“We will also have to discuss in Brussels on Monday whether we have to take further European measures against North Korea beyond the United Nations sanctions,” Guido Westerwelle told reporters.
“We will discuss how we Europeans make our contribution to allowing the pressure on the regime not to abate,” he said.
Germany is “very concerned” about the “provocation” that North Korea has been showing for months, government spokesman Steffen Seibert told a news conference.
But he said the international community remained ready to talk “should the North Korean regime decide – which we hope – that it wants to observe its responsibility towards its own population, and also towards the world community.”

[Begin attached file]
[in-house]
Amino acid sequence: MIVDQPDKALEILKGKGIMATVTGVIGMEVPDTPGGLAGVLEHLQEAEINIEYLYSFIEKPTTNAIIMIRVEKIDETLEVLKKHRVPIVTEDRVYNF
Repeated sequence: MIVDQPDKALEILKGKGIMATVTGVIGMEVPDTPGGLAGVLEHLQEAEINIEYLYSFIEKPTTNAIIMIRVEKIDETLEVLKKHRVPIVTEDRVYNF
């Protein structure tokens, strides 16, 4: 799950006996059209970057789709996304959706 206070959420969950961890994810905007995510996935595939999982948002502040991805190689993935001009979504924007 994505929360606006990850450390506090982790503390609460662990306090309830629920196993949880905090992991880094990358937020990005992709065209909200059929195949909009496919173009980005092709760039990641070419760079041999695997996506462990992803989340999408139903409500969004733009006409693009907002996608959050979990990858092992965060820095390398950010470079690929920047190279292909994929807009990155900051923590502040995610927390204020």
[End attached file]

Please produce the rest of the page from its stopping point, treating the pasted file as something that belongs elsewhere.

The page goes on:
Seibert welcomed the “strong and above all homogeneous” decision by the UN Security Council to beef up existing sanctions on the communist state in response to its February nuclear test.
China is Pyongyang’s sole major ally and by far its biggest trading partner but also voted Thursday for the UN resolution, which prompted North Korea to respond with fresh threats of nuclear war.
Westerwelle said he welcomed China’s stance at the Security Council and that it was now Beijing’s responsibility “to make clear to the rulers in Pyongyang that they have gone over the top with these fresh threats and provocations.”